Not that you should ‘turn off’ your feelings entirely; just try to appreciate that children may interpret the situation in a slightly different way. Remember, your aim is simply to get them to better understand or process the events to help put their minds at ease, and this needn’t be aligned with your own opinions. Among the seven key principles the Red Cross Movement follows are neutrality, impartiality and humanity, and applying those to a crisis situation is a good foundation for any discussion.
Photo by Igor Shokha & Photo Shokha Studio: Children take part in art therapy at one of the safe places set up by CAFOD partner Caritas Ukraine in Boryslav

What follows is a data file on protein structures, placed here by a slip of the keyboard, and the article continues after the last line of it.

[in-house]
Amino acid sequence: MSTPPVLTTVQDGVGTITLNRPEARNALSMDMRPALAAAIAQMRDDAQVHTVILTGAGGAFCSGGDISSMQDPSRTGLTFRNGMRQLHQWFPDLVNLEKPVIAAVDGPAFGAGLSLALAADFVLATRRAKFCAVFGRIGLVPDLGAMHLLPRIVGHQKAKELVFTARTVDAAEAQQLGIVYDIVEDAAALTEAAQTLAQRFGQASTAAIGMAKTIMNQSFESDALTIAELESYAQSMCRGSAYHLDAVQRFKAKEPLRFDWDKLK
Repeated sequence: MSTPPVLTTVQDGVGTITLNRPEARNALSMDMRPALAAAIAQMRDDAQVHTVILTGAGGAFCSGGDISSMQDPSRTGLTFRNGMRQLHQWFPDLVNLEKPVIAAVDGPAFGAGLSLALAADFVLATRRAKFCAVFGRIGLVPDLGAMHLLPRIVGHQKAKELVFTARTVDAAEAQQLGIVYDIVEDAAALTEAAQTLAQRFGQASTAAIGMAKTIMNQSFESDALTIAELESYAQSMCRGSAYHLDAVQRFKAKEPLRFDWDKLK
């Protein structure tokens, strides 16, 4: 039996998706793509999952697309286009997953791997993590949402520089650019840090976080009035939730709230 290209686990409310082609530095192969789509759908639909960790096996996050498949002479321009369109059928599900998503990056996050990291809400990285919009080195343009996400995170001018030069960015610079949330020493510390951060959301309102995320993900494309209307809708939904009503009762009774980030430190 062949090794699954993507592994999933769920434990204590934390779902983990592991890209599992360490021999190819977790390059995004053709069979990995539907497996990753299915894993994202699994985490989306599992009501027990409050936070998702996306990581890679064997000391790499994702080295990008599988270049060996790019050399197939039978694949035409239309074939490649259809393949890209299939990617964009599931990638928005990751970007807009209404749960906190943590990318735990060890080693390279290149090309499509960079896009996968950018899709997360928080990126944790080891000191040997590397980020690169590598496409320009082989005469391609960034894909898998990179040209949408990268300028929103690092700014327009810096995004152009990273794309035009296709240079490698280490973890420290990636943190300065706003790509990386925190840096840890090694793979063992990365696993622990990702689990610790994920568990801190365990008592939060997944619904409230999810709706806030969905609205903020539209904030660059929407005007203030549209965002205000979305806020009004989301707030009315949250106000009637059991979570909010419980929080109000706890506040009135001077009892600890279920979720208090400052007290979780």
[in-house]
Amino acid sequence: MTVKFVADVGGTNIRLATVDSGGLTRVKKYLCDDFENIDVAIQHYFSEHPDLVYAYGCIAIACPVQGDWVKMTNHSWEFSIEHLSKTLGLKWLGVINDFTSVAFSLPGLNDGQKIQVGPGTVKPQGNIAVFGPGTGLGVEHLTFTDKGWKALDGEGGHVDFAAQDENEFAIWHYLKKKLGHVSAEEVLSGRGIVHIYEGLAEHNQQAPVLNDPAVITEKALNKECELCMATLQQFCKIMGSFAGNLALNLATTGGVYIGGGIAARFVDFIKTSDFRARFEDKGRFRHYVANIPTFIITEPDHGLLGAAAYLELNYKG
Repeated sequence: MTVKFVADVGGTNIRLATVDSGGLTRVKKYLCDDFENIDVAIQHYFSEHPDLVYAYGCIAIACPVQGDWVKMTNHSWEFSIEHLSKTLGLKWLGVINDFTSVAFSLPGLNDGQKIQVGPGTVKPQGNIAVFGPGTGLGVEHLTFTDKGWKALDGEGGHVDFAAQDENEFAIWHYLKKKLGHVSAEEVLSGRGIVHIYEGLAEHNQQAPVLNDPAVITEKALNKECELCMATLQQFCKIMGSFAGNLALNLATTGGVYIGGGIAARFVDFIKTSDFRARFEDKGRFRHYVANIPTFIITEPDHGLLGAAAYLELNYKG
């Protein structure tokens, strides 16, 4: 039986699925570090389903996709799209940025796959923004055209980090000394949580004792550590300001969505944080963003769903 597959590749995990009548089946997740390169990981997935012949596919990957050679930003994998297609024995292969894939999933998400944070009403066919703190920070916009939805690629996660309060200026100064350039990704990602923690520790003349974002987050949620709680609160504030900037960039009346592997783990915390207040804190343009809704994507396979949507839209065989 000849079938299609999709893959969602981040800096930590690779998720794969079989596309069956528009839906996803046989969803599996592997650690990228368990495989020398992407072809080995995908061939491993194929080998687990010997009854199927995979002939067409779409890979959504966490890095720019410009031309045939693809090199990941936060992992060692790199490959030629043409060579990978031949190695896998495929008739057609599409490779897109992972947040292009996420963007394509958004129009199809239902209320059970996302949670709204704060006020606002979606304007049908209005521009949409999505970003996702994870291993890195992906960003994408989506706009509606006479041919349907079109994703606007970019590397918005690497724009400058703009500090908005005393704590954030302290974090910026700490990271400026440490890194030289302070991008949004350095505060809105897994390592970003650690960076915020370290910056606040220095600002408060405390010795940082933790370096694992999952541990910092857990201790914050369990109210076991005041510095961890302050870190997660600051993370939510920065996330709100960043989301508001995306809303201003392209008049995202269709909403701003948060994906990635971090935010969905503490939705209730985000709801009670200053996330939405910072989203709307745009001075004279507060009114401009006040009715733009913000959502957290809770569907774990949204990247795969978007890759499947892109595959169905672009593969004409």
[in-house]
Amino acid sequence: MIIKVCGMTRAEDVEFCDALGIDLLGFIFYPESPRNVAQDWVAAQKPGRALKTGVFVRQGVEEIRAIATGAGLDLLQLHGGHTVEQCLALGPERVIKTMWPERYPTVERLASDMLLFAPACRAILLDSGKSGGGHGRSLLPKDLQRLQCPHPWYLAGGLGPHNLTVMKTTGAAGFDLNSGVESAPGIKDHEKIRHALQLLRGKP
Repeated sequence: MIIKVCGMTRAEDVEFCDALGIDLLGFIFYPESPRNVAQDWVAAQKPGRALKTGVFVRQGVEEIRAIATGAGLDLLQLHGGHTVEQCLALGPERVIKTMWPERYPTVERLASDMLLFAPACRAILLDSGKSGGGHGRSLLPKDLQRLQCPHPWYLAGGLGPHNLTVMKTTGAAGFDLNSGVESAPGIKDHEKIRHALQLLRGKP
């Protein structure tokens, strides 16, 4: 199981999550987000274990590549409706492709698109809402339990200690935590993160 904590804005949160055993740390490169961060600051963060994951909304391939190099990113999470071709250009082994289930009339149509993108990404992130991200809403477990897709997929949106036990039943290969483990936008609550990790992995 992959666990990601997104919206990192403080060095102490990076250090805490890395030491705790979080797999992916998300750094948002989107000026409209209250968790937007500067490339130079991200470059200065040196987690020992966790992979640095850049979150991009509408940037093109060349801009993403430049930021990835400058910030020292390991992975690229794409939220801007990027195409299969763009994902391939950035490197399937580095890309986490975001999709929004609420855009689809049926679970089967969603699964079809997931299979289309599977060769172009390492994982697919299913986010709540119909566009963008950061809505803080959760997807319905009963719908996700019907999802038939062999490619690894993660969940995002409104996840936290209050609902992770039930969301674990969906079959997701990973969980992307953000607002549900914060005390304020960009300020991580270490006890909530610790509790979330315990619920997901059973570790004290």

Prepare What to Say
The British Red Cross offers a checklist of questions to ask yourself before addressing a classroom: What do your learners want to talk about? How are your learners feeling? What can you do to help your learners? What could learners learn about? Even if you’re dealing with a single child, it’s worth considering these questions to help you frame the conversation you may have.
Create a Supportive Environment
It’s important to remember that children can have personal connections to an ongoing crisis, which can extend into other issues such as race, migration and national/cultural tensions, so be sure to accept and empathise with any concerns they may express. It can also be important for your impartiality to extend into not simply painting one side as the ‘bad guy’ and de-humanising those involved, as that may help fuel a ‘monster’ that could add to the child’s fears.
Photo by World Vision – Movement of Ukrainians on the border with Romania called Vama Siret.